Eagle, Garfield, Pitkin counties to implement regional testing strategy for COVID-19
July 9, 2020
Public health departments in Eagle, Garfield and Pitkin counties are coordinating their regional testing strategies for COVID-19. Testing is a key containment strategy to slow the spread of the disease. Surges in cases nationwide are stressing the testing components supply chain and the capacity at state and commercial labs cannot keep up with the demand, often delaying results by up to eight days. A regional testing strategy will focus resources to decrease disease burden, while supporting the needs of local communities. Health officials are seeking to improve capacity and decrease turn-around times, ideally so that test results are available within 48 hours, maximizing their utility.
Meanwhile, the following testing strategy is being implemented until state and commercial laboratory capacity can achieve consistent turn-around times of 48 hours or fewer.
Testing is recommended for:
– People with symptoms consistent with COVID-19, including fever, cough or shortness of breath
– People with symptoms and who are at greater risk for severe disease, including hospitalization and death (65 years of age or older or who have chronic lung disease, moderate to severe asthma, serious heart conditions, are immunocompromised, are pregnant, or are otherwise considered at high risk by a licensed healthcare provider)
– People who are hospitalized with symptoms consistent with COVID-19
– Close contacts of a confirmed COVID-19 case, as defined and recommended by a local public health agency
– People within congregate settings where there may be a broader exposure to COVID-19 as determined by a local public health agency
Testing is not routinely recommended for:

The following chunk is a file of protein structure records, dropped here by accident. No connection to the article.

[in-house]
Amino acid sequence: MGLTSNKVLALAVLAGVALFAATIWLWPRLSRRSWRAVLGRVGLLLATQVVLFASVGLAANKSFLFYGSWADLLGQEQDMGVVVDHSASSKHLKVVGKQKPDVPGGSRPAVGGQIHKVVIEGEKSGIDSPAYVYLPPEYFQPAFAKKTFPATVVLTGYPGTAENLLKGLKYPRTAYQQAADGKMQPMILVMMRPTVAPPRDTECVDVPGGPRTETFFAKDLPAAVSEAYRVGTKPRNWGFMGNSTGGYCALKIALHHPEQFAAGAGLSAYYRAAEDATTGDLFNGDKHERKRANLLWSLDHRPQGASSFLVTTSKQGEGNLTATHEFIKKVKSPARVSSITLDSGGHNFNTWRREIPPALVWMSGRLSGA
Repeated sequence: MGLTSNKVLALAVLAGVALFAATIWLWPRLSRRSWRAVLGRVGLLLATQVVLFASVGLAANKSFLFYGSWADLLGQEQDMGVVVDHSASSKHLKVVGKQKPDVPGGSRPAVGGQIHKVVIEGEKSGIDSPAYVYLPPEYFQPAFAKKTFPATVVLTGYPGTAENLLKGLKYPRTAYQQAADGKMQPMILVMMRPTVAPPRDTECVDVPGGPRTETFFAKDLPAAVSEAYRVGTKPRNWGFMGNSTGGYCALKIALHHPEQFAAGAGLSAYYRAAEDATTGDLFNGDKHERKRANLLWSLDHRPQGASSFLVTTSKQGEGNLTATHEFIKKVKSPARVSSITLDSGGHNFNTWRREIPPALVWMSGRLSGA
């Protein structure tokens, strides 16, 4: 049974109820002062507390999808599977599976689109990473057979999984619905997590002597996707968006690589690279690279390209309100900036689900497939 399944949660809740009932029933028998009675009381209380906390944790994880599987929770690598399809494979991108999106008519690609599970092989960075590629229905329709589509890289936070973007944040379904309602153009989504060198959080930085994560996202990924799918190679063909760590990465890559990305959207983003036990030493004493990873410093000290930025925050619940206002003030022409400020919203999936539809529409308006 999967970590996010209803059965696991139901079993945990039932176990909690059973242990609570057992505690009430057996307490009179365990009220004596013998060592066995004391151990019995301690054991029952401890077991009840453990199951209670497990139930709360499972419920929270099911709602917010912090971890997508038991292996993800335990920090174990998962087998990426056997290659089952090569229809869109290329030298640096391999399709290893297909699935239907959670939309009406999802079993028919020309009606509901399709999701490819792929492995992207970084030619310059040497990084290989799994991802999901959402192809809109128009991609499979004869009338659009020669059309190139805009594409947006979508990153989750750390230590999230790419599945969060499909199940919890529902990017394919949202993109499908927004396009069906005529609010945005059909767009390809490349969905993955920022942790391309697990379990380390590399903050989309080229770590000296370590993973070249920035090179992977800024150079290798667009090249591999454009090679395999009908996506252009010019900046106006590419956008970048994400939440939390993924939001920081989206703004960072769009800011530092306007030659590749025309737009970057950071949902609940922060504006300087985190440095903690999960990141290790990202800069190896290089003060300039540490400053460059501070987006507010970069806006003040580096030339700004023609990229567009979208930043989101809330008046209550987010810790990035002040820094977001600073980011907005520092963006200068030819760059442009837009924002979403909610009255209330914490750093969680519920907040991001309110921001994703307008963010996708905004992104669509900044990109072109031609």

– People who do not have symptoms and no known close contact exposure to a confirmed COVID-19 case
– People who are preparing to travel or recently returned from travel that do not have symptoms
– Employees who do not have a known close contact exposure to a confirmed COVID-19 case
– People who are worried, but do not have a close contact exposure to a confirmed COVID-19 case and do not have symptoms
– People who have been confirmed previously and are being retested for release from isolation.
– If you are currently sick, antibody testing cannot determine if that sickness is COVID-19.
– Antibody tests measure whether a person has ‘antibodies’ from a virus, which only occurs after recovery.
– These tests should not be done until the patient has been without symptoms for at least seven days and does not have a fever.
– These tests indicate if a person previously had COVID-19 and whether or not he or she has the antibodies.
– A positive antibody test does not provide complete assurance at this time that someone will be protected from a future COVID-19 infection, and people should continue to take recommended precautions, such as wearing masks, washing hands, social distancing, getting tested if they are ill and staying home if experiencing symptoms.
– With the exception of specific clinical scenarios, antibody testing is not used to diagnose active COVID-19 disease.
“We cannot test and trace our way out of this pandemic,” said Heath Harmon, Director of Eagle County Public Health and Environment. “We need greater compliance on prevention measures from all people in our communities, regardless of whether they are locals or visitors.”
“We all wish this pandemic would end. We all would like to go back to our normal ways of living life,” said Garfield County Public Health Director Yvonne Long. “The good news is that we can do more of that if we all commit to taking a few simple steps.
“The answer to keeping our economy is doable if we have everyone’s buy-in, but only doable if we have everyone’s buy-in. We choose to protect others by wearing a mask, staying six feet apart, washing our hands, and staying home when sick. We can dramatically reduce spreading the virus. Those very basic actions that we are all getting used to are the ticket to getting back to a new normal.”
She concludes with a question, “It comes down to, are we all willing to do our part, now and for a little while longer, so that we can all enjoy the things that we love?”
Public health officials from all three counties stressed the need for community members to work collectively to help slow the transmission of COVID-19 and how individual behaviors have a direct impact on the whole community. Individual precautions can allow businesses to stay open, keep the local workforce employed, help open schools, set the stage for fall and winter activities, protect the most vulnerable residents, and save lives.